Most people with insomnia say they’re unable to empty their minds and turn off worrisome or emotionally arousing thoughts at night. The harder they try, the worse it gets. This often morphs into anxiety about not being able to sleep, which only worsens matters.
One traditional remedy is counting something (sheep, for instance) or distracting yourself in some other mindless way, thus lulling yourself into oblivion. Well, counting sheep usually doesn’t work, according to most research—it’s simply too boring to keep distressful thoughts away.
Psychologists at Syracuse University in New York have been studying another way to battle insomnia: cognitive refocusing treatment. It involves doing personally engaging yet non-arousing mental tasks (such as reciting lyrics from favorite songs or plots from books) while trying to fall asleep and when waking up during the night. The researchers recently tested this approach in college students with insomnia, who initially met with a therapist to choose their own tasks, which they tried for a month.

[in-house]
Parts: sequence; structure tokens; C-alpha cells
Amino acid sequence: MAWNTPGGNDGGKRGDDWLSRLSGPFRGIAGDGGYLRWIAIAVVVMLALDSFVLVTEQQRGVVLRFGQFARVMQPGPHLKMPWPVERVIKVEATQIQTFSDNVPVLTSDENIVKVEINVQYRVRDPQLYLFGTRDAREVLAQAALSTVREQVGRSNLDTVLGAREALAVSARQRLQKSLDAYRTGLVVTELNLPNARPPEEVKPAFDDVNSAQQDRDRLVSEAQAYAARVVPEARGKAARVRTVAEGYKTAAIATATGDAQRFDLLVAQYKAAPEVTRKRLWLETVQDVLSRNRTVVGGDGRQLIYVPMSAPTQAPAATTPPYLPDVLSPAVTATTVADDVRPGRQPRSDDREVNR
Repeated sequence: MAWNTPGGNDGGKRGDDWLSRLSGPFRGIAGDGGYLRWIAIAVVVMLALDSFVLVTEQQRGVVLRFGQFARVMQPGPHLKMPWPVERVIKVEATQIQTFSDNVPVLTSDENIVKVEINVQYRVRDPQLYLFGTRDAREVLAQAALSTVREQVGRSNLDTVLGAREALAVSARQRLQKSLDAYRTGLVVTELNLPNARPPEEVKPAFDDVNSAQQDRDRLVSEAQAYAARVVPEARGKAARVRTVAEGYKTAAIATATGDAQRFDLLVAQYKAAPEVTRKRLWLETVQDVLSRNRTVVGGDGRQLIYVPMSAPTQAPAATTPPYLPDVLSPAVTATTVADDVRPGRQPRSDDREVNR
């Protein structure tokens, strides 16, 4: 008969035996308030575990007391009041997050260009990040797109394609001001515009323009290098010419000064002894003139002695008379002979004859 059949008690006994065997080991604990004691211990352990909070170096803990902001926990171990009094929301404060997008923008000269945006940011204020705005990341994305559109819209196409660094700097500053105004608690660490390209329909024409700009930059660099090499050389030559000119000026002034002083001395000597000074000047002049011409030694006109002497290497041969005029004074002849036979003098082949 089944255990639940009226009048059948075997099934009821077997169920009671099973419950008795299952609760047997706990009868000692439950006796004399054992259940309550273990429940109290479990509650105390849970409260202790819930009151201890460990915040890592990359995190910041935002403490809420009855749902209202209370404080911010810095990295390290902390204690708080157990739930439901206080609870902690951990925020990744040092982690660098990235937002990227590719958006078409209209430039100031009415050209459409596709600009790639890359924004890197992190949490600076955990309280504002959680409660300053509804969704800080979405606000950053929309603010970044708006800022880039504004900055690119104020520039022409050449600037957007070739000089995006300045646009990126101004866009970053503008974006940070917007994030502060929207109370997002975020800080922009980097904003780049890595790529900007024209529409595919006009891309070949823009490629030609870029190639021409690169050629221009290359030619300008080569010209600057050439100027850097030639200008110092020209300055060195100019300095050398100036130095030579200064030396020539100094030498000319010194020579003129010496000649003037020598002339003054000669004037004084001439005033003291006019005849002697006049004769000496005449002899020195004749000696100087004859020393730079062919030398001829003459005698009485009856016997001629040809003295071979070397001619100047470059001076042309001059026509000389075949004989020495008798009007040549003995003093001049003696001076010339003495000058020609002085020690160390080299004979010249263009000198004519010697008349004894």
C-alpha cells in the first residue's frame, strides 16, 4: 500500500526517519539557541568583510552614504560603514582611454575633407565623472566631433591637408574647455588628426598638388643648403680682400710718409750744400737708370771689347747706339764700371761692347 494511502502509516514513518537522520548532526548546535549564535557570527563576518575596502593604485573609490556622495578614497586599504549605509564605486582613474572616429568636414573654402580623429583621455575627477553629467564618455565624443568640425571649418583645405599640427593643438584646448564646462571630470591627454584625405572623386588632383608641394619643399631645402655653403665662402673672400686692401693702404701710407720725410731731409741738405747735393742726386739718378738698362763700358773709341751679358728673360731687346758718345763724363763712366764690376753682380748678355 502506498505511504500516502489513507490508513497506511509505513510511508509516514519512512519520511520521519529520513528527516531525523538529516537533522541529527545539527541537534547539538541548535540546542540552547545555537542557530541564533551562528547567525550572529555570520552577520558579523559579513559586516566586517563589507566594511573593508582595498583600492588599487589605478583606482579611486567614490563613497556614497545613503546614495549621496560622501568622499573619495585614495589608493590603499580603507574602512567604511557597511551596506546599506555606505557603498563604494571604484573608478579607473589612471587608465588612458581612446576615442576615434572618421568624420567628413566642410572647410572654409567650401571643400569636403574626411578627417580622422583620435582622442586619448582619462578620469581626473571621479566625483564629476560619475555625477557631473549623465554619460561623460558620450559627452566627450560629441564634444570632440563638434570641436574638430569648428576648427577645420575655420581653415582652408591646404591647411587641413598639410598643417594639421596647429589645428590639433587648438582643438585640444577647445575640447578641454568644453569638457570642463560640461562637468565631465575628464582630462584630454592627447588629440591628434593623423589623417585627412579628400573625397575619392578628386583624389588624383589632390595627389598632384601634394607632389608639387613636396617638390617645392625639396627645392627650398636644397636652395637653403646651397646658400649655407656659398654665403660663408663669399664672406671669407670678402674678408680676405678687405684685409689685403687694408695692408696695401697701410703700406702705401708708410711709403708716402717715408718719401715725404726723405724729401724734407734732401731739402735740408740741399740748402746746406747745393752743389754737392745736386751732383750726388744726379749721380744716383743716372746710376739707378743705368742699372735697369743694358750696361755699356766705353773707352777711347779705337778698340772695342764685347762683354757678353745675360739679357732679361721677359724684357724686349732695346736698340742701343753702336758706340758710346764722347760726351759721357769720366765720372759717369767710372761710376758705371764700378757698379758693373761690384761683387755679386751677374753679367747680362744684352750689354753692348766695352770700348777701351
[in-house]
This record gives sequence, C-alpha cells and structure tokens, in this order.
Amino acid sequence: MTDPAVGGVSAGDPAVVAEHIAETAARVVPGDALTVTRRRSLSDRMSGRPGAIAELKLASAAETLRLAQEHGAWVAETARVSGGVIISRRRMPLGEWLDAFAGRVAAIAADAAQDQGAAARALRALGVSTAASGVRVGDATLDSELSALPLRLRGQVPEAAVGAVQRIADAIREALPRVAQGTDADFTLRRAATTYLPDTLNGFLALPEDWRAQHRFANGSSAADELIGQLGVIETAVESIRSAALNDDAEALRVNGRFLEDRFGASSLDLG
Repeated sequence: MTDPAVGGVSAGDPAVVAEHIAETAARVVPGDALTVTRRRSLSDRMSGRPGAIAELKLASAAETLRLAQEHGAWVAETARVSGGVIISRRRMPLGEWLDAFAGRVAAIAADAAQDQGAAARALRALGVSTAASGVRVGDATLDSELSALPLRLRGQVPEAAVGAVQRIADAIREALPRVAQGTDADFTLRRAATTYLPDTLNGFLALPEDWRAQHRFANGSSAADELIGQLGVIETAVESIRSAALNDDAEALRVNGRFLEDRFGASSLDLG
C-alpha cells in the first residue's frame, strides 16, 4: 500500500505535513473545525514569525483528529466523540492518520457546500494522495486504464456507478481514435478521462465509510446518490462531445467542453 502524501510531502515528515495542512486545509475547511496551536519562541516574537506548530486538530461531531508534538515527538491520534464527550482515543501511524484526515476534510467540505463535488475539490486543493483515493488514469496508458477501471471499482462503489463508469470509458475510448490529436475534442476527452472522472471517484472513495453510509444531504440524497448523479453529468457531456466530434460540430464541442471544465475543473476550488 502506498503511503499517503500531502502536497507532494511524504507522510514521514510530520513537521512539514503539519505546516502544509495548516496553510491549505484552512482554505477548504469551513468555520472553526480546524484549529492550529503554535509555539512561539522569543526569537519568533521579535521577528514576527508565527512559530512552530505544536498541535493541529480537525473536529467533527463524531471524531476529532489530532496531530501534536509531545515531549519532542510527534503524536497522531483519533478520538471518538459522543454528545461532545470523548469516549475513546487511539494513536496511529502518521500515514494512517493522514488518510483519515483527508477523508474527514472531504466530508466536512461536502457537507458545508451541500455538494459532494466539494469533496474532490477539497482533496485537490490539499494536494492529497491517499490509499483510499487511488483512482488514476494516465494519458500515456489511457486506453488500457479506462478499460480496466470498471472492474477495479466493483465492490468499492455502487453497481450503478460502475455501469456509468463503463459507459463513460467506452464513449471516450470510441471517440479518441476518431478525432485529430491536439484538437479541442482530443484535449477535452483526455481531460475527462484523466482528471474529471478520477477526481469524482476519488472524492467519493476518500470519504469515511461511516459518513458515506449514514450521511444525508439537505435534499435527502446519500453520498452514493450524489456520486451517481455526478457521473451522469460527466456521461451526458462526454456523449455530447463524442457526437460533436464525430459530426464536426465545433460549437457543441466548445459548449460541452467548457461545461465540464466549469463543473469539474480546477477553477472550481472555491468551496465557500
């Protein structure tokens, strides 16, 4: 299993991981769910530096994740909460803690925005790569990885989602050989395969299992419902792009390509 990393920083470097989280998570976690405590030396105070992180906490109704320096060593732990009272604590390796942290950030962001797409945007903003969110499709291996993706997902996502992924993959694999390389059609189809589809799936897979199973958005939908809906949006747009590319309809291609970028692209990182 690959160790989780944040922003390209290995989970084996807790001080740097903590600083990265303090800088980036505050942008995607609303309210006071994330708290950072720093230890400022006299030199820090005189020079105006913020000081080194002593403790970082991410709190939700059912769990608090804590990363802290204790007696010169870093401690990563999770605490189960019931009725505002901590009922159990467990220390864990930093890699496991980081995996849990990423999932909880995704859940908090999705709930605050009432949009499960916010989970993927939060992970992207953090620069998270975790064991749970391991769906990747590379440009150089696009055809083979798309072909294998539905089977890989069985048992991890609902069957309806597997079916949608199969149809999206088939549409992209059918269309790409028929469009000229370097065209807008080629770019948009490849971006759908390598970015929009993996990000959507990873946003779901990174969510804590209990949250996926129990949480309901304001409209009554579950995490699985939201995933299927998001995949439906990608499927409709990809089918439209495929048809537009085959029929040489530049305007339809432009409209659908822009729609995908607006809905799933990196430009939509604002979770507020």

According to the study, which was published in the journal Behavior Therapy, this strategy tends to be more effective than standard sleep advice (such as counting sheep) because it uses “personalized cognitive scripts that are more appealing and easier to focus on.” In addition, by focusing consistently on one mental task, people come to associate it with sleep, which strengthens its effect. An earlier study by the same researchers found this training also helped older people with insomnia.
Strategies like this are part of what’s called cognitive behavioral therapy (CBT), which involves changing your behavior by altering the way you think. For insomnia, the goal is to recognize and try to change thoughts and feelings about sleep that cause stress and thus exacerbate sleeplessness. Research shows that such therapy is often more effective in the long term than sleeping pills. If cognitive refocusing and other self-help steps don’t solve your sleep problems, you may want to consult a therapist who specializes in CBT.